By Emily Hagen and Keri Mongelluzzo
submitted by: John Russell
As Digital Art History (DAH) assistants at the University Libraries for the summer of 2018, we began to engineer a workshop series for our fellow graduate students on digital methods and
tools for humanities scholarship. Having recognized the growing influence of digital methodologies in the humanities, we sought to provide an opportunity for dialogue with our colleagues on the benefits of digital scholarship. As co-organizers, we envisioned a workshop series that would serve as a forum for graduate students to gain hands-on experience with digital tools.
A survey of graduate students in the Department of Art History guided the development of the content and format of the proposed workshops. The feedback received from the survey indicated concentrated interest in data visualization and digital mapping. From June to August 2018, we outlined a series of three workshops to address an introduction to the field, data collection and management, and digital mapping. Taking advantage of our collaboration, we divided responsibilities. While Emily consulted key resources to compile a digital resource guide, Keri completed a sample dataset on gallery sales from the Betty Parsons Gallery for workshop participants to use and subsequently gain a working understanding of best practices for data collection and metadata organization.
The first workshop, held on Sept. 28, 2018, introduced the values and best practices of DAH, engaging students in a broader discussion of trends in the field. This introduction was followed by a workshop dedicated to data collection and management as well as metadata organization on Oct. 22. In this data-driven workshop, we discussed the process of creating an in-progress dataset of the historical locations of pigments—begun during our tenure as DAH assistants—and allowed time for hands-on experience with the data visualization tool, RAWGraphs. The series culminated on Nov. 9, when participants focused on digital mapping. Using the test dataset compiled by Keri (available through ScholarSphere: The Betty Parsons Gallery Sales and Purchases, 1946–1981), participants practiced uploading data as a map layer nd performed analysis using the ArcGIS Online tool. For a similar tutorial, see Emily’s ScholarSphere page for the Roma a piedi: A Digital Itinerary.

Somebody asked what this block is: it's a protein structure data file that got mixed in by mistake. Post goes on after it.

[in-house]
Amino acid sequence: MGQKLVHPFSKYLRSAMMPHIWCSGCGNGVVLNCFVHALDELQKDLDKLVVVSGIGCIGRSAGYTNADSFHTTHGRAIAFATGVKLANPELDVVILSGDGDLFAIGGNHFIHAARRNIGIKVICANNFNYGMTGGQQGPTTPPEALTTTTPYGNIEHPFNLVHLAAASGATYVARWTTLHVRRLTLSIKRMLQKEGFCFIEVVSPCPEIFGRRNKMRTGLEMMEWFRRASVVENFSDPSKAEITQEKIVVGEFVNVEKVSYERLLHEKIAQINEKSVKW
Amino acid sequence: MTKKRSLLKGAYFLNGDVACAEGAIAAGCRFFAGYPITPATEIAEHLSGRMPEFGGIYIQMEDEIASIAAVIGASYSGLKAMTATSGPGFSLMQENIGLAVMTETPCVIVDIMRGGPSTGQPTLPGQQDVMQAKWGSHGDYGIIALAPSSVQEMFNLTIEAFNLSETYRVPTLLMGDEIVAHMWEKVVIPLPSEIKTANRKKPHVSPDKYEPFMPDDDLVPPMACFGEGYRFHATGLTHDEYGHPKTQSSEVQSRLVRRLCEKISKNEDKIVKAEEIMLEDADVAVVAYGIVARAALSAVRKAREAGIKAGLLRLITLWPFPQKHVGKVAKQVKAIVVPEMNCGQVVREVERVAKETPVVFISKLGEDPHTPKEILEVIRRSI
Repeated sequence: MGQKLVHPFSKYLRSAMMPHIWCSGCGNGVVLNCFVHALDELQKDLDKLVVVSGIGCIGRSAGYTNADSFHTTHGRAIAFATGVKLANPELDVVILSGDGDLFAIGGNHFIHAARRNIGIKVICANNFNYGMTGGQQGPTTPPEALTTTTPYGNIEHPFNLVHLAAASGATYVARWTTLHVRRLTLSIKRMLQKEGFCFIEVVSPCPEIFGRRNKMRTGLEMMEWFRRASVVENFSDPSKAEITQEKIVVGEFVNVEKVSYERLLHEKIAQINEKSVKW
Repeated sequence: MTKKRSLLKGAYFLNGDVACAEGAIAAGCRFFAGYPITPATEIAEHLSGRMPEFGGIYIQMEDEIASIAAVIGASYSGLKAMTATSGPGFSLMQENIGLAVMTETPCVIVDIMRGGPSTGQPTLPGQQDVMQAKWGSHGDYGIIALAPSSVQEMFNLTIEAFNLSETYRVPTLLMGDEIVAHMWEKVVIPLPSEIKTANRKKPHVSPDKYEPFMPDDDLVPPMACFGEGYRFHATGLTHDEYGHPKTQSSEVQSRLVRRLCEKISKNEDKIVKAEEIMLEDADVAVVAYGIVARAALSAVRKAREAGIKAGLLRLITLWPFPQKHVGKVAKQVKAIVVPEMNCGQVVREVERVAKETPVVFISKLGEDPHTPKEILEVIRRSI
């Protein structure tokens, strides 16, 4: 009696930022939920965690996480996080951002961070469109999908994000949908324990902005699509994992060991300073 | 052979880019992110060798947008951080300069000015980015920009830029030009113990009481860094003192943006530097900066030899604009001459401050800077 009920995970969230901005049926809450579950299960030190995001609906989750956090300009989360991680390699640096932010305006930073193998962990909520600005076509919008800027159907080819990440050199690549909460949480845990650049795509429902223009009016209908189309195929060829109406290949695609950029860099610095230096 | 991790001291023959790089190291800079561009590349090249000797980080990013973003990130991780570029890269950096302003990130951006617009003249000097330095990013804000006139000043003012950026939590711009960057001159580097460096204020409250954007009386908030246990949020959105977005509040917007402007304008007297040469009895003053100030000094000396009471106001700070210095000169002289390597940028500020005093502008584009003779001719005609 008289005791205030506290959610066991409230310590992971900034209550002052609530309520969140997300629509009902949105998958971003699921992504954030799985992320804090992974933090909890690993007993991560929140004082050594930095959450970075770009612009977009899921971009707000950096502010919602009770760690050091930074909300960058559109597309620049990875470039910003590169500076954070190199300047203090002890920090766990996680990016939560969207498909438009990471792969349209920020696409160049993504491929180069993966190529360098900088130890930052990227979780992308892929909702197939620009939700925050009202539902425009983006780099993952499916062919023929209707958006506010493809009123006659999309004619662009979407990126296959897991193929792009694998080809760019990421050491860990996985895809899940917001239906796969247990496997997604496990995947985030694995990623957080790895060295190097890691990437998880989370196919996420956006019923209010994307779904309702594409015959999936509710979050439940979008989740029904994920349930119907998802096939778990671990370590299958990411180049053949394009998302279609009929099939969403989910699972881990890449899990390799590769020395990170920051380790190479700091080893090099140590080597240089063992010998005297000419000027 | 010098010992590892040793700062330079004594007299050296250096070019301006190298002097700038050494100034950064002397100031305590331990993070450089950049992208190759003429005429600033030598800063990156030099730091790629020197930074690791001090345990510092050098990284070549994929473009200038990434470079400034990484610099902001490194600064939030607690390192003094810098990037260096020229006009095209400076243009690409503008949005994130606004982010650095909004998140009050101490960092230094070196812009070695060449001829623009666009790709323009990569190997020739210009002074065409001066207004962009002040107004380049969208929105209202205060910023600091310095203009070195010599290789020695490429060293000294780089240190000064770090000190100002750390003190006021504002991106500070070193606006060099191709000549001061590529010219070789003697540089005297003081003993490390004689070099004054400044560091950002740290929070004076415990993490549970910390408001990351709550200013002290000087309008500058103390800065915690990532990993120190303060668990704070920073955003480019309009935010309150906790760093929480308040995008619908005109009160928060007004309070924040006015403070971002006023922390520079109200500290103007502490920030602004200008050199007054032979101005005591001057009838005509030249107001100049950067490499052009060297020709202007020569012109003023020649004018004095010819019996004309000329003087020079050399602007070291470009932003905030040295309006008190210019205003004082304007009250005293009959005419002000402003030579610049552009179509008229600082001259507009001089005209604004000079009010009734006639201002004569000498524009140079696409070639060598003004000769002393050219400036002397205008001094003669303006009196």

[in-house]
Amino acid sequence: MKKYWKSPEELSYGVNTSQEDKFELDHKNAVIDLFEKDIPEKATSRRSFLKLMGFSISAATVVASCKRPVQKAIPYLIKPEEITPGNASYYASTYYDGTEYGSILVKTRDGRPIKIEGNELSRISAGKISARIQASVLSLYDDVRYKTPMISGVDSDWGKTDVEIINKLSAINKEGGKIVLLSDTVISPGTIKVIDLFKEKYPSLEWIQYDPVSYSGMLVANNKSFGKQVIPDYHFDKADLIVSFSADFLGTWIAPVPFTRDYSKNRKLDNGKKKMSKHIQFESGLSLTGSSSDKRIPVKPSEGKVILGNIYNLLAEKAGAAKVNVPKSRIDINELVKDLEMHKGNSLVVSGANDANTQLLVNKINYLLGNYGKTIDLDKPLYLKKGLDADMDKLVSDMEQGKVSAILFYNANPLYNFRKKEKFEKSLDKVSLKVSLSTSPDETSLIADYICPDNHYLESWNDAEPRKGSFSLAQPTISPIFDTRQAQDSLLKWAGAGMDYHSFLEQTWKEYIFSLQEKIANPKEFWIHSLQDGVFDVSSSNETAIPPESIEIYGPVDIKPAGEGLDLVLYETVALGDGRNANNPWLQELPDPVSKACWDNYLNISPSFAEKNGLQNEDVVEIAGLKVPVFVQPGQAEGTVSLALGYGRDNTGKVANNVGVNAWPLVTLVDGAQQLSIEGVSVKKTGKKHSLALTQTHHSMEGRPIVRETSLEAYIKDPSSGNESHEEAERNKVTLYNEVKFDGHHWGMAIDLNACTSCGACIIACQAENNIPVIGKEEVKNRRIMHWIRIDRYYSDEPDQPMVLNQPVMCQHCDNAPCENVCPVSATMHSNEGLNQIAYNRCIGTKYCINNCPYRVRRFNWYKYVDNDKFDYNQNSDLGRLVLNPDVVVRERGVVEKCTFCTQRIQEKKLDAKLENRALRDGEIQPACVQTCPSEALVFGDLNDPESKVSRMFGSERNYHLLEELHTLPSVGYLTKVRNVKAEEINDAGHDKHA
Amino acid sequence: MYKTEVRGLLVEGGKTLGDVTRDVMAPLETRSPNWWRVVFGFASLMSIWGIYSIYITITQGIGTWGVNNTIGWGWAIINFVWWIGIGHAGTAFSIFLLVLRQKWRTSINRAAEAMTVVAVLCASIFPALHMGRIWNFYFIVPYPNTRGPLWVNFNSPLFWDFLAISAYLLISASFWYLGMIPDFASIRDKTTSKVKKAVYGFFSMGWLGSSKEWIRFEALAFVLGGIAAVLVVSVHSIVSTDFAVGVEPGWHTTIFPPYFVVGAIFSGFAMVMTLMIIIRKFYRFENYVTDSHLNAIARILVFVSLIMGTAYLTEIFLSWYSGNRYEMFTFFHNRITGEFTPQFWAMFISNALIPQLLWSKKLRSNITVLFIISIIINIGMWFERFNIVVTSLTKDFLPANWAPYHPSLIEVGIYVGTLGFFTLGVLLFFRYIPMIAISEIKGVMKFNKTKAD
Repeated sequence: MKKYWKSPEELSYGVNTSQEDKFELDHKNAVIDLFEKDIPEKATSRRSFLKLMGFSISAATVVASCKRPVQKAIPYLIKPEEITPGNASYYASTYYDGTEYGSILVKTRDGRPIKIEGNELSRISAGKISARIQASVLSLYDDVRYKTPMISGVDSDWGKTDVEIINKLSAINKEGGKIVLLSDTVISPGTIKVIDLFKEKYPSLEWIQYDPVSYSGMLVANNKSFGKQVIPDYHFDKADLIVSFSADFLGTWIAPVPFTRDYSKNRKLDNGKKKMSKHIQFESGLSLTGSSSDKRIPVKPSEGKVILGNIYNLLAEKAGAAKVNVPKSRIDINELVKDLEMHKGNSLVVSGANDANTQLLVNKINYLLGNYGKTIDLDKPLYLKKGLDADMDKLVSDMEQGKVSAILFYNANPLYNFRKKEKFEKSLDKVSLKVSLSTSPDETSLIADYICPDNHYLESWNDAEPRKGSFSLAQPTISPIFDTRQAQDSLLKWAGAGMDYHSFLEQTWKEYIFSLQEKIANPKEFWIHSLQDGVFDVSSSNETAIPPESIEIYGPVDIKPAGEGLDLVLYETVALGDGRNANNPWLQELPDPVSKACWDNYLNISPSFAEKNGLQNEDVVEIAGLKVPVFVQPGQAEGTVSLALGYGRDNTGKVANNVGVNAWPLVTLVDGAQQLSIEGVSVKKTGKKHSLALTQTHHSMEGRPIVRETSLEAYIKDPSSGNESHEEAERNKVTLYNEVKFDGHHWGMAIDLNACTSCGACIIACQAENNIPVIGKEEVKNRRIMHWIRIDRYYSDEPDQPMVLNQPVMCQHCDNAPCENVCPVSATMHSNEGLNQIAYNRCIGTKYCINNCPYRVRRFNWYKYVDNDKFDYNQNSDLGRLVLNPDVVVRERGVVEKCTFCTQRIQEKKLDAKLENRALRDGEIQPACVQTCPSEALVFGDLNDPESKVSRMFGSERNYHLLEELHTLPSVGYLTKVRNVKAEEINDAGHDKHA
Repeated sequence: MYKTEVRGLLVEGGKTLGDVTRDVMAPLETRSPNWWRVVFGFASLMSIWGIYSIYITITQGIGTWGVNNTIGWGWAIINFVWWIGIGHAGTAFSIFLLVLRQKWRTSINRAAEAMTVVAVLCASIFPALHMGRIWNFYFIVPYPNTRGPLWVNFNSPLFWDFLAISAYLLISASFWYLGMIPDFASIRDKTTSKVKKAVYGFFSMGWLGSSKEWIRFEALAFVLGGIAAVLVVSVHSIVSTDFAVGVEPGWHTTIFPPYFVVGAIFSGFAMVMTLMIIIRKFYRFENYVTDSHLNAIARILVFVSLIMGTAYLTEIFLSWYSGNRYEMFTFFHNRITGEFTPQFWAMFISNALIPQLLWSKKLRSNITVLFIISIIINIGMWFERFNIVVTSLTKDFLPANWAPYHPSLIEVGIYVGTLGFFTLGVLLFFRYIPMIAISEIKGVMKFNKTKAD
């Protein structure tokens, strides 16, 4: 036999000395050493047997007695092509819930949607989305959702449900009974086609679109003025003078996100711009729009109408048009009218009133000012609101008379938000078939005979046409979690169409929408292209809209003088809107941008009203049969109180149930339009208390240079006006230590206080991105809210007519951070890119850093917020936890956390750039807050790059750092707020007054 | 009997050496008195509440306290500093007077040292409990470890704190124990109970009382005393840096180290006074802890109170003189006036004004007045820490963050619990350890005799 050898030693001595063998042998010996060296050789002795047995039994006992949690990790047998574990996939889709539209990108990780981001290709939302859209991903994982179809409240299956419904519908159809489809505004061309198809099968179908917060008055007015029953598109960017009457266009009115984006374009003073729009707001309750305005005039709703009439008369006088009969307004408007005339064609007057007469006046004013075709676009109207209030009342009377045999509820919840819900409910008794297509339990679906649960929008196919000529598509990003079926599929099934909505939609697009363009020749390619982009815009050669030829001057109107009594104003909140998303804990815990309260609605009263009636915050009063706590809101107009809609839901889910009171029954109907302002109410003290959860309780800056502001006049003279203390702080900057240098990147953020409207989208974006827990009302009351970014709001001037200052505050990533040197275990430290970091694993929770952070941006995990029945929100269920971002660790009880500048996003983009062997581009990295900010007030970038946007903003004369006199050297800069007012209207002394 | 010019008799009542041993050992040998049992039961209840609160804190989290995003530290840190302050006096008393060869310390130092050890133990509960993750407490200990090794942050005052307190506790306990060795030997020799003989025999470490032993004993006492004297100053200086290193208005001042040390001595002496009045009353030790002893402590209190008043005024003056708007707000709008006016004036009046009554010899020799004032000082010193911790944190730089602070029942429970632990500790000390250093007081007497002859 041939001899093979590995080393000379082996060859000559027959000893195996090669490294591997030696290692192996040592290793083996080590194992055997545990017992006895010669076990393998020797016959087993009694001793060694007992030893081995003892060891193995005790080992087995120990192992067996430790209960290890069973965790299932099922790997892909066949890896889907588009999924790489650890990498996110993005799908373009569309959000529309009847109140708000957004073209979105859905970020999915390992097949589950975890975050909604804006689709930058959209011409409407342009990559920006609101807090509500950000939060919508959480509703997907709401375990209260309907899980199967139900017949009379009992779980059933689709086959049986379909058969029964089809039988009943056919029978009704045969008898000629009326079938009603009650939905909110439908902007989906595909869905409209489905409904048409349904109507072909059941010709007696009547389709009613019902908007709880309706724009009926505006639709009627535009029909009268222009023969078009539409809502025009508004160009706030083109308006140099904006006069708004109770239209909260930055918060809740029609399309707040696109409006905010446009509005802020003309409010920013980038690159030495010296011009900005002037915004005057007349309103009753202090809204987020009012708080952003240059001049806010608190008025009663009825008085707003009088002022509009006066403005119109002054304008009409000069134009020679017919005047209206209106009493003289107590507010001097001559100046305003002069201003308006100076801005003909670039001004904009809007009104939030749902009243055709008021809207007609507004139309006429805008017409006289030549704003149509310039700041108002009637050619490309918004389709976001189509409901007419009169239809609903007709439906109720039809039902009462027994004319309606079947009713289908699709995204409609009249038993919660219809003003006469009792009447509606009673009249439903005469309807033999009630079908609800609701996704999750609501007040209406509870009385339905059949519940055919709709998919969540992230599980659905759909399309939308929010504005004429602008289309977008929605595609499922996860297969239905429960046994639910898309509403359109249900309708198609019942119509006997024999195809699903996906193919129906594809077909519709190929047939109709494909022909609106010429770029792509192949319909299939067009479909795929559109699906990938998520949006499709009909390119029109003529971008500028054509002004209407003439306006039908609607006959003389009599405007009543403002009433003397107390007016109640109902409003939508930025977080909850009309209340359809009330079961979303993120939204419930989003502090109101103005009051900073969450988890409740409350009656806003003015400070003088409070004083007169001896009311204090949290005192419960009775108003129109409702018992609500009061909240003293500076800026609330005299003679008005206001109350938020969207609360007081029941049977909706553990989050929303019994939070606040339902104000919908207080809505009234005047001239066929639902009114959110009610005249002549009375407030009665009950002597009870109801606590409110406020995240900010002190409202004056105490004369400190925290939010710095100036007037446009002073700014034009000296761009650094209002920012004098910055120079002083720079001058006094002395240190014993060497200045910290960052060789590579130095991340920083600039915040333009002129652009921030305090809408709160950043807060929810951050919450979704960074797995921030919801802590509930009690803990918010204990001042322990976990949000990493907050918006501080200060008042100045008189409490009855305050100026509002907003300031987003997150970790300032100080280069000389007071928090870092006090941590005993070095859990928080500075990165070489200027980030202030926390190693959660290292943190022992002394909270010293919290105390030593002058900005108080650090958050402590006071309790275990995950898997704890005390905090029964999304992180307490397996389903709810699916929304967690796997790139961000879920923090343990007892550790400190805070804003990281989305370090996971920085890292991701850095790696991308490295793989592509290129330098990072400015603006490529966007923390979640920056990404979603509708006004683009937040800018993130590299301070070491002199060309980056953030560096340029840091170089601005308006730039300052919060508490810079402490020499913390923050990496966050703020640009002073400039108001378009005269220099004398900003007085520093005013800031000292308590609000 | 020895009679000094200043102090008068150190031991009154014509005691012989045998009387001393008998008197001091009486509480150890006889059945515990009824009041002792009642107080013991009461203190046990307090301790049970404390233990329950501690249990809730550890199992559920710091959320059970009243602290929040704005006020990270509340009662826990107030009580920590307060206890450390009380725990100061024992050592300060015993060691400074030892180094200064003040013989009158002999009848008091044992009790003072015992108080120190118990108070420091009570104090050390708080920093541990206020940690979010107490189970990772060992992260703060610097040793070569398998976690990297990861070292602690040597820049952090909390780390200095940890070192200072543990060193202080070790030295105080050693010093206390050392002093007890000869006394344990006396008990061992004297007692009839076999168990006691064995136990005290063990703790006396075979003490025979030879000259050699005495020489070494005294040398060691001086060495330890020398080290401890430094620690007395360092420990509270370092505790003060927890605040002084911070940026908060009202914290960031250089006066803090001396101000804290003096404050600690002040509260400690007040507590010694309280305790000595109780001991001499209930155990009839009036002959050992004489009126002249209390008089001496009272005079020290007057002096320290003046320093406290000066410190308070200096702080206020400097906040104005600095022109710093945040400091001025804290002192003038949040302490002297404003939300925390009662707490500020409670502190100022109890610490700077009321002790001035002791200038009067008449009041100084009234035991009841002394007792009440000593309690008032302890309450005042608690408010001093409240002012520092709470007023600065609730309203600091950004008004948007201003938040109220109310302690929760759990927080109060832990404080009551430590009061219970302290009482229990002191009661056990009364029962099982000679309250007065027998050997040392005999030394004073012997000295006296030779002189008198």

Attended by graduate students in Art History at the master’s and doctoral levels, the workshops supplemented traditional methods training and challenged participants to reformulate their
own research questions in terms of data. One participant, Olivia Crawford, noted the ways in which the workshop series “helped to demystify the burgeoning, and sometimes intimidating, field of digital humanities by providing attendees with crucial resources and practice exercises.” A doctoral student and graduate teaching assistant in art history, Crawford stated “The fall
2018 series reaffirmed my understanding of DAH and its lexicon, and I am more confident in pursuing or collaborating in interdisciplinary projects. As a young professional, I appreciate campus programs that help prepare students to become stronger researchers and employees.”
In concert with the University Libraries and the Department of Art History, we hope to further digital scholarship initiatives by connecting graduate students with resources at Penn State and